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Pioneer of the One-Third

April 23, 2013

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Rev. Doris Green understands the research: Nearly two-thirds of state inmates, she claims, return to prison within three years of their release. Though the recidivism rate in Illinois is high, Rev. Green is working to reverse this trend, and she’s doing it with award-winning care.

“Two thirds of the population always go back to prison,” said Rev. Green, director of correctional health and community affairs at the AIDS Foundation of Chicago (AFC), “but there’s not a lot of talk about the one-third who don’t go back. That’s who I’ve been working with for nearly 30 years: the one-third that gets released and becomes productive members of society.”

Making sure this one-third grows is vital to reducing the spread of HIV/AIDS.

At AFC, Rev. Green spearheads the Harm Reduction in Prison Coalition, which estimates that Cook County Jail returns over 65,000 people to the community every year, after an average stay of 50 days. Given that HIV rates are at least three times higher among prison populations than in the general public, reducing the recidivism rate is a vital means to slowing the spread of HIV.

Rev. Green focuses her passion on the whole individual, knowing that if people don’t have a purpose outside of prison, if they don’t have a function, a job, a means to support themselves, they’ll return to the Department of Corrections.

This can be exhausting work, but for Rev. Green, it’s energizing.

Despite decades of service, she speaks with passion and enthusiasm that might make one think it’s her first day on the job. That’s because she believes in her mission: to empower ex-offenders in order to prevent re-offending.

Most people exit the prison system with few possessions, very little money, and no place to go. Rev. Green connects these individuals with resources and helps them heal from the stigma of incarceration by linking them with meaningful work.

And she’s getting noticed.

United X Collaborative, a grassroots association that strengthens formerly incarcerated individuals, will honor Rev. Green with the 2013 Pioneers of the West Side Award on May 4 at Malcolm X College.

Though she’s a strong advocate withAFC, she’s receiving this award for her work with Men and Women in Prison Ministries, an organization she founded that provides spiritual and social services to people emerging from prison.

“Everybody in Men and Women in Prison Ministries is formerly incarcerated,” Rev. Green said. “My husband was incarcerated 29 years, so that puts me right in the mix of this prison population. But people are evolving from corrections. Some people actually get out and stay out and become fruitful citizens.”

That’s how the one-third meets Rev. Green.

Through her organization, she provides a means for new citizens—a term in lieu of “ex-offenders”—to stay connected with their incarcerated pasts while working to build a positive future for themselves and their communities.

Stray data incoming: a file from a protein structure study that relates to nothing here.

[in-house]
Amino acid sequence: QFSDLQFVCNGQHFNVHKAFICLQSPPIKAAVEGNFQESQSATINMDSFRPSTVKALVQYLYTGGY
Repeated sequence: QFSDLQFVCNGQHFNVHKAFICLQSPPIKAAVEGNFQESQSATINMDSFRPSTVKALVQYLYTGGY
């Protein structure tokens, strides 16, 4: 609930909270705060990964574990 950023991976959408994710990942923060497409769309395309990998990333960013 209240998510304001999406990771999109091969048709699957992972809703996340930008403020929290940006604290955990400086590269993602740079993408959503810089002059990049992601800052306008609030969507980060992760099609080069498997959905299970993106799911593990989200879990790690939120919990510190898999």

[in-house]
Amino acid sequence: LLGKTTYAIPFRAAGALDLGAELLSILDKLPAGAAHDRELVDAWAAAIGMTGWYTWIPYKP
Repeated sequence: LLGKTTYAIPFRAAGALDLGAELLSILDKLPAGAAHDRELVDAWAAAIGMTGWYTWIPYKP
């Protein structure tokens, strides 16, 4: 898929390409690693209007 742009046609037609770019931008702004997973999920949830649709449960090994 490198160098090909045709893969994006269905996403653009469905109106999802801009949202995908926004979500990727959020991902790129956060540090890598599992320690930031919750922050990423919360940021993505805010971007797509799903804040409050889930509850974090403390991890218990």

“All of the programs at Men and Women in Prison Ministries are created by formerly incarcerated people,” Rev. Green said, “and formerly incarcerated people are facilitating the groups, as well. For example, our GED instructor: formerly incarcerated. Our manager of programs: formerly incarcerated. Our leader of women’s programs: formerly incarcerated. This is the one-third that are making a difference and creating a pathway for those that are being released. They know that while a lot of people in prisons have committed crimes, there are some that haven’t, and they’re behind bars because of the color of their skin, because of poverty, because of whatever.”

The individuals who fight this injustice and provide services for people with criminal histories are often volunteers. Rev. Green loves that about the one-third because they don’t measure success with a paycheck; they measure it by the number of lives they touch. Rev. Green’s admiration for this model has turned into adaptation: She now measures the vitality of her charity with this rubric.

“That’s how Men and Women in Prison Ministries is run. It’s not run by the success of our funding. It’s run by the success of our service. How much service can we do to help families of incarcerated people, to help people emerging from prisons, to help people who have been victimized?”

The answer: enough to get recognized.

Rev. Green said that she’s thrilled to receive this award and honored to be included in the company of notable figures in the field, such as Louis Farrakhan, a minister with the Nation of Islam, and U.S. Congressman Danny Davis (D-Chicago).

But she’s not just excited to bump elbows with bigwigs. Rev. Green is eager to share a meal with the people United X Collaborate serves, the formerly incarcerated population she works with every day.

They’re the catalyst for change, and their ideas carry the movement.

“The majority of this one-third are at tables trying to make a difference for those that are left behind,” Rev. Green said. “They’re going to be at this celebration dinner, and those are the tables where I want to sit.”

Categorized under Inside Story.

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